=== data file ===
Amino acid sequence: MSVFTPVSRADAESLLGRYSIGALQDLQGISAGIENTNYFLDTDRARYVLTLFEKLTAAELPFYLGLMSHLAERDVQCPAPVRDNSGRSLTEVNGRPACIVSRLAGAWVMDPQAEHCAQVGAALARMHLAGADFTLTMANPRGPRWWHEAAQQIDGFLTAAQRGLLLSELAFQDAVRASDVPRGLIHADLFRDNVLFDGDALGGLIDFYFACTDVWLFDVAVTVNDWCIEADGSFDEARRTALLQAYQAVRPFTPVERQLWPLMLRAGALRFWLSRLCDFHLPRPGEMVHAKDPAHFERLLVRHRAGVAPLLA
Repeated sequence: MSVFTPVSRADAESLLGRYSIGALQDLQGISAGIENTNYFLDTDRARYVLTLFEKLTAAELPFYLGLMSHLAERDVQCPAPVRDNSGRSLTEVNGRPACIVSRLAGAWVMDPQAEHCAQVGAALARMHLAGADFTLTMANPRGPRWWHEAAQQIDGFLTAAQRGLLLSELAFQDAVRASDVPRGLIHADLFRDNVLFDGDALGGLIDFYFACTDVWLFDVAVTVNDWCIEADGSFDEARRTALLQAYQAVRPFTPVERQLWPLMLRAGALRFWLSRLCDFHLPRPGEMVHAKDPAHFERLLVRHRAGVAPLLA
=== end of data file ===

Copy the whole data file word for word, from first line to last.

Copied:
Amino acid sequence: MSVFTPVSRADAESLLGRYSIGALQDLQGISAGIENTNYFLDTDRARYVLTLFEKLTAAELPFYLGLMSHLAERDVQCPAPVRDNSGRSLTEVNGRPACIVSRLAGAWVMDPQAEHCAQVGAALARMHLAGADFTLTMANPRGPRWWHEAAQQIDGFLTAAQRGLLLSELAFQDAVRASDVPRGLIHADLFRDNVLFDGDALGGLIDFYFACTDVWLFDVAVTVNDWCIEADGSFDEARRTALLQAYQAVRPFTPVERQLWPLMLRAGALRFWLSRLCDFHLPRPGEMVHAKDPAHFERLLVRHRAGVAPLLA
Repeated sequence: MSVFTPVSRADAESLLGRYSIGALQDLQGISAGIENTNYFLDTDRARYVLTLFEKLTAAELPFYLGLMSHLAERDVQCPAPVRDNSGRSLTEVNGRPACIVSRLAGAWVMDPQAEHCAQVGAALARMHLAGADFTLTMANPRGPRWWHEAAQQIDGFLTAAQRGLLLSELAFQDAVRASDVPRGLIHADLFRDNVLFDGDALGGLIDFYFACTDVWLFDVAVTVNDWCIEADGSFDEARRTALLQAYQAVRPFTPVERQLWPLMLRAGALRFWLSRLCDFHLPRPGEMVHAKDPAHFERLLVRHRAGVAPLLA